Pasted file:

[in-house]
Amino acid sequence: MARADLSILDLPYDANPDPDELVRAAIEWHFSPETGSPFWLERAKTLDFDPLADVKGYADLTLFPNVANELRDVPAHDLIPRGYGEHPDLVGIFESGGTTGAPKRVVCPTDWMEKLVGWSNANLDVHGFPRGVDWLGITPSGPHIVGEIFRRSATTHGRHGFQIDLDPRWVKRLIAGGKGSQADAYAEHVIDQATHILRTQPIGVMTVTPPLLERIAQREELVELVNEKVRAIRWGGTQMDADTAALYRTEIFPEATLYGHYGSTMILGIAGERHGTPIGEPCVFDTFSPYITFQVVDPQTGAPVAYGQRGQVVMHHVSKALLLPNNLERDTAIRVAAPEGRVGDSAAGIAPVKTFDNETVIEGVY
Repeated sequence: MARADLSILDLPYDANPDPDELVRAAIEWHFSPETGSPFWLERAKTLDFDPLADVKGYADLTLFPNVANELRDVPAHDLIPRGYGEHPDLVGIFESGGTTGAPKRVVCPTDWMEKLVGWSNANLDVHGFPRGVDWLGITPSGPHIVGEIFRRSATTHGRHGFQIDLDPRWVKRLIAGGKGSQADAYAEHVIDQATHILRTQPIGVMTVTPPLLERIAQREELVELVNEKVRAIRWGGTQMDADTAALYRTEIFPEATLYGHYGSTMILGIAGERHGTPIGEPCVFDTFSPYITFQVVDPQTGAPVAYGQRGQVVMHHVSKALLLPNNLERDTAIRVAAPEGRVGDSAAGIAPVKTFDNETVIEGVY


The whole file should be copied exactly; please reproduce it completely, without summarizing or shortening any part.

[in-house]
Amino acid sequence: MARADLSILDLPYDANPDPDELVRAAIEWHFSPETGSPFWLERAKTLDFDPLADVKGYADLTLFPNVANELRDVPAHDLIPRGYGEHPDLVGIFESGGTTGAPKRVVCPTDWMEKLVGWSNANLDVHGFPRGVDWLGITPSGPHIVGEIFRRSATTHGRHGFQIDLDPRWVKRLIAGGKGSQADAYAEHVIDQATHILRTQPIGVMTVTPPLLERIAQREELVELVNEKVRAIRWGGTQMDADTAALYRTEIFPEATLYGHYGSTMILGIAGERHGTPIGEPCVFDTFSPYITFQVVDPQTGAPVAYGQRGQVVMHHVSKALLLPNNLERDTAIRVAAPEGRVGDSAAGIAPVKTFDNETVIEGVY
Repeated sequence: MARADLSILDLPYDANPDPDELVRAAIEWHFSPETGSPFWLERAKTLDFDPLADVKGYADLTLFPNVANELRDVPAHDLIPRGYGEHPDLVGIFESGGTTGAPKRVVCPTDWMEKLVGWSNANLDVHGFPRGVDWLGITPSGPHIVGEIFRRSATTHGRHGFQIDLDPRWVKRLIAGGKGSQADAYAEHVIDQATHILRTQPIGVMTVTPPLLERIAQREELVELVNEKVRAIRWGGTQMDADTAALYRTEIFPEATLYGHYGSTMILGIAGERHGTPIGEPCVFDTFSPYITFQVVDPQTGAPVAYGQRGQVVMHHVSKALLLPNNLERDTAIRVAAPEGRVGDSAAGIAPVKTFDNETVIEGVY